Black Ops Episode 1 – Real Sociopaths Work for Goldman Sachs [DECLASSIFIED!]

[As we continue our show hiatus, it has been decided by the fine people who support us on Patreon that we are going to make public — or ‘declassify’ — one of our Patreon-exclusive Black Ops episodes every month. This month, our patrons have personally selected this episode to help fill the gap! Consider it a look back at the ‘Before Times’]

Original Patreon release date: July 1, 2016

Here is the very first of our special, off-the-books “Black Ops” episodes, recorded back in January of this year with guest Greg Hatcher!

We dig into how morally abhorrent a fictional protagonist can be and not lose your sympathy. And catapulting past our ethical thresholds, we look at the horrific morality of Jack Bauer’s Bush-era enthusiastic torture-palooza!

Plus, we throw a little love at the anti-fascist satire of Paul Verhoeven’s Starship Troopers.

Fun Size Episode 50 – It’s Just the End of the World as We Know It

In our double-sized fiftieth Fun Size episode, in the middle of a global pandemic and nationwide uprisings against systemic and racist police violence, we sit down with Sam Mulvey of KTQA radio in Tacoma, to….talk about something something…

Did we mention that Zack Snyder broke the third seal by announcing the release his own — inevitably underwhelming — cut of a superhero movie you don’t remember? What are the limits of escapism in a real world on fire? Is it even possible to watch a cop show with ungritted teeth anymore? We try to keep it together, and dig through the wreckage for some kind of meaning.

PLUS: a major announcement about the show at the end of the episode!

Fun Size Episode 41 – Clown Ronin

We sit down some more with Patrick Johnson to share our mixed feelings about Todd Phillips’ bleak and controversial Joker film.

We dig a bit into the film’s strong lead performance by Joaquin Phoenix and its very on-its-sleeve cinematic inspirations from films like Taxi Driver, Death Wish and the King of Comedy, and try to figure out whether it actually works or not. Does it transcend both its pastiche elements and its comic book origins, or is it a well-made and ambitious mess?

The answer is…complicated.

PATREON EXCLUSIVE: Black Ops Episode 8 – This Is Not Funny, You’re Not Funny, and I Don’t like You

In our newest episode, exclusive to our Patreon supporters, we talk more with Patrick Johnson about video game violence and how it does — and mostly doesn’t — apply to real life.

We take a long hard look at the trainwreck that is the filmography of Adam Sandler, why his movies are so ugly and stupid, and struggle to say something nice about him. We explore the wide pendulum swing of the quality of Netflix’s original programming. And finally we dig into their poorly realized original film, Bright and wonder what could have been.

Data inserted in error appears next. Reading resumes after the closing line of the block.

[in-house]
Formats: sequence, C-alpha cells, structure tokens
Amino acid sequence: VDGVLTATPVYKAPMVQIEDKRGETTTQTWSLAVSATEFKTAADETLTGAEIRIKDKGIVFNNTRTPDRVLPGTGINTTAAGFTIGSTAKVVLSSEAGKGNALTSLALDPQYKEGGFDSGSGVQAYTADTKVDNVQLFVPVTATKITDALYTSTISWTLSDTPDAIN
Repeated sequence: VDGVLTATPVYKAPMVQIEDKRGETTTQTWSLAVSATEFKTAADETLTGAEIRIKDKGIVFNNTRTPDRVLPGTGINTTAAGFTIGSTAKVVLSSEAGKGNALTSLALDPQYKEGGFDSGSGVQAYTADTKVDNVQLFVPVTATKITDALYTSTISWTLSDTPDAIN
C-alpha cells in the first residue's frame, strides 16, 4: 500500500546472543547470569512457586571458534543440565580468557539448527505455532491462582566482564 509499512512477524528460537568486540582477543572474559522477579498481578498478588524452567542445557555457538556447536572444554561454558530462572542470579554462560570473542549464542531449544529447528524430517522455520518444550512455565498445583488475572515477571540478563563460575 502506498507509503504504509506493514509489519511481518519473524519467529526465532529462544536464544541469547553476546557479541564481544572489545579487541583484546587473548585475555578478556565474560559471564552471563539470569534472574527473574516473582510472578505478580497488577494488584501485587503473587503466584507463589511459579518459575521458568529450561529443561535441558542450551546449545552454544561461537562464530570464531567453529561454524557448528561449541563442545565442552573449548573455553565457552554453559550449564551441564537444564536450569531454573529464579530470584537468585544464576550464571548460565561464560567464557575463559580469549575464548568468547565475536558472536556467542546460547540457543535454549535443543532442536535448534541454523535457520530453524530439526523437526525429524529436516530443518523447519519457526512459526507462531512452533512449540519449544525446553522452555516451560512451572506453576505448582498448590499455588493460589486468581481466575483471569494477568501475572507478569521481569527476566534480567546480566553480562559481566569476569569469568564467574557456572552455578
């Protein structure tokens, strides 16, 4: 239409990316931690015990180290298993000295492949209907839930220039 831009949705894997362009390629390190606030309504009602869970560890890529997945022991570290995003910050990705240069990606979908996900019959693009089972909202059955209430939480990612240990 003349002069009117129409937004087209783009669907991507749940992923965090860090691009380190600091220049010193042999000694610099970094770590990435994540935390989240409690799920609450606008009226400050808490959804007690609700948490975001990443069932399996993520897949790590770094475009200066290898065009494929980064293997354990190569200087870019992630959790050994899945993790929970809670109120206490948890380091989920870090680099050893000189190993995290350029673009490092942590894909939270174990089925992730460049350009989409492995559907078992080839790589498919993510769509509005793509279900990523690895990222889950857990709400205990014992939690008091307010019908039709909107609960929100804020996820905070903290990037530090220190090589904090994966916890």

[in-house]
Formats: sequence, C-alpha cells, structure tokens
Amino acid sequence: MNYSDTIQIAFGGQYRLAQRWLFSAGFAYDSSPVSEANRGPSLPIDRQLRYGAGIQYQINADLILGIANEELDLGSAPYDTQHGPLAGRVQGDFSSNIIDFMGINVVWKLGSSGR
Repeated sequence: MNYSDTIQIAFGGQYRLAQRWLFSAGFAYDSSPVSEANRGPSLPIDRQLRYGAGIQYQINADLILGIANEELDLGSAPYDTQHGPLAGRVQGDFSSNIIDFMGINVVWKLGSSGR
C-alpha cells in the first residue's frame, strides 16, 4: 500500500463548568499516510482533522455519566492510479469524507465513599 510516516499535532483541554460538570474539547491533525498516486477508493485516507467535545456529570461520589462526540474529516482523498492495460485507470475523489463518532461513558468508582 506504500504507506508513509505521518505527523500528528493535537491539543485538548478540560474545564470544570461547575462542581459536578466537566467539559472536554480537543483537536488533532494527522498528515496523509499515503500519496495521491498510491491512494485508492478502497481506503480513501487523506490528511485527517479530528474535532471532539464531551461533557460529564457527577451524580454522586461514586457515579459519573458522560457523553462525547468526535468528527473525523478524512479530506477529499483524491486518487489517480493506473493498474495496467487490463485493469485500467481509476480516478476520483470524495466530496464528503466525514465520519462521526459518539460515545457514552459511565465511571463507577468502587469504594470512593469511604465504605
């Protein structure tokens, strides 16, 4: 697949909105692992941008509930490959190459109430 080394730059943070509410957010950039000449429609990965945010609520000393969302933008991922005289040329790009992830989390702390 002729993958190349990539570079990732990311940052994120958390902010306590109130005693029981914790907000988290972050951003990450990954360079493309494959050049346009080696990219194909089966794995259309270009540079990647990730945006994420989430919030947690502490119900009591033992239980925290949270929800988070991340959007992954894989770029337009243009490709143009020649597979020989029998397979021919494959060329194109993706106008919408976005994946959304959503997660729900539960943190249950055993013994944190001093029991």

To hear this episode — and many more! — just support us on Patreon with at least one measly dollar a month!

Join us!

Episode 26 – Vigilante Fiction

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You’ve gotta ask yourself one question: ‘Do I feel lucky?’ Well, do ya, punk?

Mike and Casey sit down with Pól Rua and Greg Hatcher of Comic Book Resources’ Comics Should Be Good blog, for a comprehensive and thoughtful discussion of urban crime and its many complicated causes.

And we talk about how pulp novels and grindhouse cinema recommends fixing these problems. Namely, angry middle-aged men with oversized handguns.

This month, we’re talking about urban vigilante fiction. Hyper-violent anti-heroes pumping thousands of rounds of ammunition into scumbags and drug dealers. From Dirty Harry to Death Wish; from the Punisher to Mack Bolan, we’re digging into the vigilante genre, and asking ourselves: why do bleeding heart liberals like us enjoy this stuff?

Music: 
“Getting Into Shape / Listen You Screw Heads / Gun Play” from Taxi Driver by Bernard Herrmann

Previously titled: “A Noir Carnival of Fright and Insanity”

Episode 18.5 – Somebody Destroyed One of Roger Moore’s Horcruxes

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In our latest collections of panel outtakes and off-topic discussion, Mike and Casey are joined by Greg Hatcher and Ryan Chaddock for a chat about the Logan’s Run television show and the formulaic nature of 1970s science fiction.

We compare the various Bond actors on their ability to dispense post-murder puns, and the pros and cons of grit versus camp. We try to get to the bottom of why Roger Moore continued to play 007 into his senior years, why bleeding heart liberals like us enjoy violent right-leaning vigilante fiction, and why the hell the spinoff Baywatch Nights even existed.